Having a high-drama discussion fully public violates a heuristic of "don't air your dirty laundry in public", and I don't understand that heuristic enough to advocate it.

I wouldn't classify all Town Hall meetings as "dirty laundry-esque."

The most recent Town Hall that I considered hosting (but then decided not to for various reasons) was "hey everyone in the Berkeley Community, how are we feeling about coronavirus, and are there community-wide-norms we should be adopting?"

In that case I do expect there to be some drama (due to disagreement), but it'd be the sort of drama that you have in an Actual Literal Town Hall, which feels more appropriate to be public, to me.

When I block people on FB, I do so because I don't consider their contributions to discussions valuable and don't really care about them. If I'm correct about how much they matter, then presumably it's fine if they can't meaningfully participate in conversations. Furthermore, I don't think this is an unusual blocking pattern for people who block people on FB and participate in rationality community discussions.


  • There's a unilateralist curse problem where if just one person underestimates how valuable a person's contributions are, they don't get to fully participate in discussions. Hopefully this can be fixed by holding a high bar for blocking?
  • Even if you don't want people to participate in discussions, you often want them to see the discussion. A common case of this is when a norm is being hashed out that you want everybody to follow. (You could attempt to fix this by only blocking people who are peripheral enough to communities of concern that you don't care about their behaviour, but sadly your friends probably have slightly different communities of concern that you're bad at determining the boundaries of.)
  • If you're reading a big community thread, then even if nobody has blocked you, if you don't know that nobody has blocked you (and you don't) then you have an overhead of not knowing if you can see all the discussion, which probably makes discussions worse. This is a cost that you can only eliminate by having blocking be extremely uncommon.


Hopefully this can be fixed by holding a high bar for blocking?

Or have discussions that don't include disagreeing pairs. (Or maybe moderation could help with this?)

This is a cost that you can only eliminate by having blocking be extremely uncommon.

Or by having a public block list.


if just one person overestimates how valuable a person's contributions are, they don't get to fully participate in discussions.


Or have discussions that don't include disagreeing pairs.

The type of discussion I'm talking about is open-ended community discussion, so it would be weird to limit it such.

Or by having a public block list.

TBC, you need the vast majority of people to have a public block list for this to work.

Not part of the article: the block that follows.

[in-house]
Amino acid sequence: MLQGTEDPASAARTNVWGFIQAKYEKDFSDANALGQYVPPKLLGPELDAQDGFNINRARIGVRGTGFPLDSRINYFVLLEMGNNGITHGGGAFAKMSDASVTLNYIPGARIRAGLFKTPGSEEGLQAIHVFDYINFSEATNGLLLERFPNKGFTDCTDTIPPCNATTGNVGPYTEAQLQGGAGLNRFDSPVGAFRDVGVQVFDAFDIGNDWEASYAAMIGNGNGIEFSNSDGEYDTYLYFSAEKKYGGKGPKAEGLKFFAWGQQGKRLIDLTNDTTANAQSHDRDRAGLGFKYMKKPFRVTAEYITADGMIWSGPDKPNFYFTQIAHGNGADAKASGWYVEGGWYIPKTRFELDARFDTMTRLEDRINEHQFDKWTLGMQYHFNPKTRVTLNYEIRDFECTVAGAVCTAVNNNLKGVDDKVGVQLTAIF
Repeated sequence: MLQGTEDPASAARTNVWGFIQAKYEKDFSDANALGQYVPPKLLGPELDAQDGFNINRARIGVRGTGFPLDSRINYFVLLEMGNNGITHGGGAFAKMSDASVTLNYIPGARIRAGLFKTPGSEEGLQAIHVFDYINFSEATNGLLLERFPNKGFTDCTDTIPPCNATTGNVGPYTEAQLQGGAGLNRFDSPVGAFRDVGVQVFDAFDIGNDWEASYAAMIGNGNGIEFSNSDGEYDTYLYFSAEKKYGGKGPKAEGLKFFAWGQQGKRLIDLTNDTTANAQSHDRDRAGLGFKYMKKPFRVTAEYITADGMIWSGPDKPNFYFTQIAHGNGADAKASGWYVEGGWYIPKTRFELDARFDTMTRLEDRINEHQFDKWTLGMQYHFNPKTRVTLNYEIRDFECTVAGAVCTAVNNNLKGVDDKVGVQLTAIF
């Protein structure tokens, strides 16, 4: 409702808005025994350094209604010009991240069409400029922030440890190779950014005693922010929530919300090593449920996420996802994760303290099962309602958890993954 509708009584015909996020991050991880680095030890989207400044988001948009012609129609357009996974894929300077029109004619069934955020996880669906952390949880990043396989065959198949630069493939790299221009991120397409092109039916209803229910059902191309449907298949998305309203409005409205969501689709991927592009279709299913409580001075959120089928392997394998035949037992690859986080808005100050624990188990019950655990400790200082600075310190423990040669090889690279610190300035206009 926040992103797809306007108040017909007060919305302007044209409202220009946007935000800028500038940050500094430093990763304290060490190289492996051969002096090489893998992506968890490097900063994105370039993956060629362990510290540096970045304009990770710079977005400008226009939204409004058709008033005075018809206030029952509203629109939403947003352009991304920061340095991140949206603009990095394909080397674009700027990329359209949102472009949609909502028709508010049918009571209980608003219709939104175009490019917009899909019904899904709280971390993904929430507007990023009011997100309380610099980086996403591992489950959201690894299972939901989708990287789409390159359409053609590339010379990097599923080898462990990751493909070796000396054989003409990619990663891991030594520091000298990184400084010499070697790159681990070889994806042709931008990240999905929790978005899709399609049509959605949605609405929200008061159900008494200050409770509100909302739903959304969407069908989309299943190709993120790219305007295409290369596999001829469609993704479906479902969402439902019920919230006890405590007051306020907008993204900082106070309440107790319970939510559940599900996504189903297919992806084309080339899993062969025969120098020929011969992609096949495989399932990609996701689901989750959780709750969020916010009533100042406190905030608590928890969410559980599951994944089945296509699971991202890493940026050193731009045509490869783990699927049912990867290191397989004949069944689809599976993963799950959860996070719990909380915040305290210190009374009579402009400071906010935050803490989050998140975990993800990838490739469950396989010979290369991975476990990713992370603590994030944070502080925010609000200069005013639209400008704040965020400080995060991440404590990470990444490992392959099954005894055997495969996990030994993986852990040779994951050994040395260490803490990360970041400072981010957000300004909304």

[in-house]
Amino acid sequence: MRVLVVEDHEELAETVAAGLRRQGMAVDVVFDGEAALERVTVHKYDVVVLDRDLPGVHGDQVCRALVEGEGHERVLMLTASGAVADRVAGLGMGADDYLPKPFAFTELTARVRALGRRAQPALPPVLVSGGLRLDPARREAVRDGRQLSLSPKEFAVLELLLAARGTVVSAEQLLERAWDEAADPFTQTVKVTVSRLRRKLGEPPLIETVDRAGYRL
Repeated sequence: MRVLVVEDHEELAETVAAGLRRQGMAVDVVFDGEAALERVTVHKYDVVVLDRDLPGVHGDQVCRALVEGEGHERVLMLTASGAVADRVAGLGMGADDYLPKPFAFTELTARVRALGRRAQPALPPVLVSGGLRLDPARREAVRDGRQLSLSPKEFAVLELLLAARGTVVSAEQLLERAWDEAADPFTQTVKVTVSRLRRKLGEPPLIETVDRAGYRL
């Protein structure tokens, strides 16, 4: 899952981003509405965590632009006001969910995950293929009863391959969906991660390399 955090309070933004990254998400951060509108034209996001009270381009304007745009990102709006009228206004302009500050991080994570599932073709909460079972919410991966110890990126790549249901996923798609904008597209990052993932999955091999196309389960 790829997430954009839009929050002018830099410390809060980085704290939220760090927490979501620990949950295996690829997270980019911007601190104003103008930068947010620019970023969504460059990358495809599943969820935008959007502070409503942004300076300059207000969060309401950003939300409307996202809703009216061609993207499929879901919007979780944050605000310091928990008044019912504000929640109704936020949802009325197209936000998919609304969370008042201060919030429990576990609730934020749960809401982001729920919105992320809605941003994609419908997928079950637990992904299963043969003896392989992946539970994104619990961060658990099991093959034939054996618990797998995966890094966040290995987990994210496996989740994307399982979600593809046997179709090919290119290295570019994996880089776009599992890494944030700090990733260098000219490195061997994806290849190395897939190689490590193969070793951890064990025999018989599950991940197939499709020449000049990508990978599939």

Thanks, fixed.

I only block people who annoy me a lot, so I don't really cry over making their Facebook experience worse.

(I suppose this falls under "using the block feature sparingly", so I am not disagreeing with you.)

I disagree. If Person B is blocking Person C, then Person B probably has a good reason to. In that case, Person B doesn't want Person C to comment on a thread that Person B started, even if Person A has commented in the thread and doesn't block Person B.

Of course, the best solution is just to not use Facebook.

Note that the specific failure case that Davis is mentioning (there's a hole in Person C's context) is unrelated to the failure case that you're mentioning (person C might reply to person B, which person B doesn't want).

It might also be that "person B doesn't want person C to know anything at all about person B, including that person B is responding to this conversation." Perhaps that's an unreasonable thing to prioritize over person C's context, but then you're just conflicting different people's values.

I initially though this was going to be a critique about facebook container...glad to know there's nothing wrong with that.

But blocking in general never made much sense to me on a website... though I guess facebook is getting to be more and more of a self-contained adterner rather than a website.

As in, whatever you would all the self-contained ad distribution and behavior monitoring networks being build by the big tech companies. E.g. you can sell stuff on facebook, follow news, chat with friends, use a dating app, use maps, store data... etc, so it becomes a self-contained ecosystem, and maybe you leave to play games, but it's on a facebook controlled VR system, or you are young and you want to have a space for only you and your young friend to share stuff, so you go to FB controlled Instagram, or you don't use FB messanger so you message via facebook controlled whatsapp... etc

Facebook being just an example, you have similar setups for verzion, amazon, twitter and google (and probably more), and they are all collaborative to some extent.

adternet as just and tongue in cheek way of saying "internet but built for the express purpose of targeting ads".

You can improve this advice by removing the last word from the title. Move the ending parenthetical to the top, remove the parentheses, and bold it.

New to LessWrong?